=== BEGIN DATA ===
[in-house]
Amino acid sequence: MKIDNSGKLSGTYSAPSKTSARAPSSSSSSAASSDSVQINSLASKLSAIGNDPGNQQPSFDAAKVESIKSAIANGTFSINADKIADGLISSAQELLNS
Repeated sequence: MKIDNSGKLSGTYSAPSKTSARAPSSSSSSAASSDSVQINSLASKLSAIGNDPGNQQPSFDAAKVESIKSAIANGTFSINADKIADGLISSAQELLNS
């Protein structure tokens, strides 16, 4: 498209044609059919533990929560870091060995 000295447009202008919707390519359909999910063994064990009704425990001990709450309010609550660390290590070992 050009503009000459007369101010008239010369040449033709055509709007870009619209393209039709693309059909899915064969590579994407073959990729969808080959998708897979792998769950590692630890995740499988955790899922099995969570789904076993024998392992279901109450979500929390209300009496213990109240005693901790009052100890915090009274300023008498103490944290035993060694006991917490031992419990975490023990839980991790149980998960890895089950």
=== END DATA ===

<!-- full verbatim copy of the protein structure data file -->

[in-house]
Amino acid sequence: MKIDNSGKLSGTYSAPSKTSARAPSSSSSSAASSDSVQINSLASKLSAIGNDPGNQQPSFDAAKVESIKSAIANGTFSINADKIADGLISSAQELLNS
Repeated sequence: MKIDNSGKLSGTYSAPSKTSARAPSSSSSSAASSDSVQINSLASKLSAIGNDPGNQQPSFDAAKVESIKSAIANGTFSINADKIADGLISSAQELLNS
């Protein structure tokens, strides 16, 4: 498209044609059919533990929560870091060995 000295447009202008919707390519359909999910063994064990009704425990001990709450309010609550660390290590070992 050009503009000459007369101010008239010369040449033709055509709007870009619209393209039709693309059909899915064969590579994407073959990729969808080959998708897979792998769950590692630890995740499988955790899922099995969570789904076993024998392992279901109450979500929390209300009496213990109240005693901790009052100890915090009274300023008498103490944290035993060694006991917490031992419990975490023990839980991790149980998960890895089950």